The Glass Ceiling, and Trying Harder
Queens of the hill: Creative destruction and the emergence of executive
leadership of women
Stacie Furst & Martha Reeves
The Leadership Quarterly, forthcoming
Despite penetrating the middle management ranks of many U.S. businesses, women continue to lag far behind men in their appointments to top leadership positions. Many explanations exist for why the glass ceiling exists, but few theories offer suggestions for how women break through this ceiling. In this paper we propose that the concept of 'creative destruction' can help us understand why some women ascend to leadership positions. Using empirical research and anecdotal evidence from the experiences of several high-profile female executives, we argue that women may rise to leadership positions in turbulent environments that are receptive to new talent and open to innovative, bold ideas. Further, we propose that under these conditions women may be seen as especially attractive candidates to guide organizations because they are perceived to utilize a leadership style that promotes openness and inclusion, and facilitates change.
Gender Differences in Seeking Challenges: The Role of Institutions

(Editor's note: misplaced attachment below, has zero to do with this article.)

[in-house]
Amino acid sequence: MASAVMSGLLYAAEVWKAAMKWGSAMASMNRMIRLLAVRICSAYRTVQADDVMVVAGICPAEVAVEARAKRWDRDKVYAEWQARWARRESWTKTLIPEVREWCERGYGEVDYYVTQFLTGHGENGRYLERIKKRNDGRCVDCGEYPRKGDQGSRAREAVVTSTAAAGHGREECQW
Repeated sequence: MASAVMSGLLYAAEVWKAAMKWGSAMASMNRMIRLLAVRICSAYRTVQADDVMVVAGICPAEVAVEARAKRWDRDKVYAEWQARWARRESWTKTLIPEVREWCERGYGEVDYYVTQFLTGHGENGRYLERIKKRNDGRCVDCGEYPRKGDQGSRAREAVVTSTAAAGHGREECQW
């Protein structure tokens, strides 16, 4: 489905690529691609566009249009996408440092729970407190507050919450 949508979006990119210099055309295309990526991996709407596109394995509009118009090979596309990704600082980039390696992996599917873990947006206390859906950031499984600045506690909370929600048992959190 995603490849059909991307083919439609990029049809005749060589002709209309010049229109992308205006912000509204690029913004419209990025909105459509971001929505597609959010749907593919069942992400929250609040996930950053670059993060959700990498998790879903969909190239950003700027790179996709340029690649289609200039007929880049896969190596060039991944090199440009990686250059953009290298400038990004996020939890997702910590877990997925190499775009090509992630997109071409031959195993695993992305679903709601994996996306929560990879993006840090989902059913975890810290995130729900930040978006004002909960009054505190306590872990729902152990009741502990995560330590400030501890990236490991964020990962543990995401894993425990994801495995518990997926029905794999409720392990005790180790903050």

Muriel Niederle & Alexandra Yestrumskas
NBER Working Paper, April 2008
We examine whether women and men of the same ability differ in their decisions to seek challenges. In the laboratory, we create an environment in which we can measure a participants performance level (high or low), where a high performance level participant has on average higher earnings from solving a hard rather than an easy task, and vice versa. After we identify each participant's performance level, they choose the difficulty level (easy or hard) for the next two tasks (only one of which will be chosen for payment). Although there are no gender differences in performance, or beliefs about relative performance, men choose the hard task about 50 percent more frequently than women, independent of performance level. Gender differences in preferences for characteristics of the tasks cannot account for this gender gap. When we allow for a flexible choice, high performing women choose the hard task significantly more often, at a rate now similar to the decision of men. Such a flexible choice makes challenging choices easier when participants are either risk averse, or uncertain about their ability. Our results highlight the role of institution design in affecting choices of women and men, and the resulting gender differences in representation in challenging tasks.
(Nod to KL)